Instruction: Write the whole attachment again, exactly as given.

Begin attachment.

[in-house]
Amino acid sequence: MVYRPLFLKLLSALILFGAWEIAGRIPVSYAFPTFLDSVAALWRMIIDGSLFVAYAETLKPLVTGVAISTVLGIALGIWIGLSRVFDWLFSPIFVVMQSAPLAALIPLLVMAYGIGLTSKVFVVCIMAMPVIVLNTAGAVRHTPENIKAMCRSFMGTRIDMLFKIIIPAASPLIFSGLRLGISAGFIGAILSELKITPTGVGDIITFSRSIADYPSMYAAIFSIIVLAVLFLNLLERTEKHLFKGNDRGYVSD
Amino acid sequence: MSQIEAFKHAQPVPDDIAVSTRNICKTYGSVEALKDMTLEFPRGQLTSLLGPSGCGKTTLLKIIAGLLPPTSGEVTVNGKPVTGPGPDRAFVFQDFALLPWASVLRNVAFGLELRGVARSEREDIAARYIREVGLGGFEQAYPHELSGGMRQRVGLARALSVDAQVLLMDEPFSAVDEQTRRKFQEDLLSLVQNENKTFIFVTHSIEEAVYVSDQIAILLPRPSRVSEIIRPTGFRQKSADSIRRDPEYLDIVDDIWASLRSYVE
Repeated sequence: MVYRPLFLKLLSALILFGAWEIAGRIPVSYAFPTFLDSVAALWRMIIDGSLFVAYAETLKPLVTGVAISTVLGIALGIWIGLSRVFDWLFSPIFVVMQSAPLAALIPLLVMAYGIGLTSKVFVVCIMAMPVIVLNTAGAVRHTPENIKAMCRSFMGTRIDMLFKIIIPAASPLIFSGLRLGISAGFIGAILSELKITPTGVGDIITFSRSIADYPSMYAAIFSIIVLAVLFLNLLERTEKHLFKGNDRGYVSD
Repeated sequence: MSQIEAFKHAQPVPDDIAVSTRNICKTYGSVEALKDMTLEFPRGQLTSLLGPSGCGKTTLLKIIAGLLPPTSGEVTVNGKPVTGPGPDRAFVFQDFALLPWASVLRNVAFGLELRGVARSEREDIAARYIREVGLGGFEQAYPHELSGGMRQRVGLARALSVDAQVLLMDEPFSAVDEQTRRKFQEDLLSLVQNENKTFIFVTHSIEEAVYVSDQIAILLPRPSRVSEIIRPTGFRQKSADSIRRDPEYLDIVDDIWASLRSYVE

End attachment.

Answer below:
[in-house]
Amino acid sequence: MVYRPLFLKLLSALILFGAWEIAGRIPVSYAFPTFLDSVAALWRMIIDGSLFVAYAETLKPLVTGVAISTVLGIALGIWIGLSRVFDWLFSPIFVVMQSAPLAALIPLLVMAYGIGLTSKVFVVCIMAMPVIVLNTAGAVRHTPENIKAMCRSFMGTRIDMLFKIIIPAASPLIFSGLRLGISAGFIGAILSELKITPTGVGDIITFSRSIADYPSMYAAIFSIIVLAVLFLNLLERTEKHLFKGNDRGYVSD
Amino acid sequence: MSQIEAFKHAQPVPDDIAVSTRNICKTYGSVEALKDMTLEFPRGQLTSLLGPSGCGKTTLLKIIAGLLPPTSGEVTVNGKPVTGPGPDRAFVFQDFALLPWASVLRNVAFGLELRGVARSEREDIAARYIREVGLGGFEQAYPHELSGGMRQRVGLARALSVDAQVLLMDEPFSAVDEQTRRKFQEDLLSLVQNENKTFIFVTHSIEEAVYVSDQIAILLPRPSRVSEIIRPTGFRQKSADSIRRDPEYLDIVDDIWASLRSYVE
Repeated sequence: MVYRPLFLKLLSALILFGAWEIAGRIPVSYAFPTFLDSVAALWRMIIDGSLFVAYAETLKPLVTGVAISTVLGIALGIWIGLSRVFDWLFSPIFVVMQSAPLAALIPLLVMAYGIGLTSKVFVVCIMAMPVIVLNTAGAVRHTPENIKAMCRSFMGTRIDMLFKIIIPAASPLIFSGLRLGISAGFIGAILSELKITPTGVGDIITFSRSIADYPSMYAAIFSIIVLAVLFLNLLERTEKHLFKGNDRGYVSD
Repeated sequence: MSQIEAFKHAQPVPDDIAVSTRNICKTYGSVEALKDMTLEFPRGQLTSLLGPSGCGKTTLLKIIAGLLPPTSGEVTVNGKPVTGPGPDRAFVFQDFALLPWASVLRNVAFGLELRGVARSEREDIAARYIREVGLGGFEQAYPHELSGGMRQRVGLARALSVDAQVLLMDEPFSAVDEQTRRKFQEDLLSLVQNENKTFIFVTHSIEEAVYVSDQIAILLPRPSRVSEIIRPTGFRQKSADSIRRDPEYLDIVDDIWASLRSYVE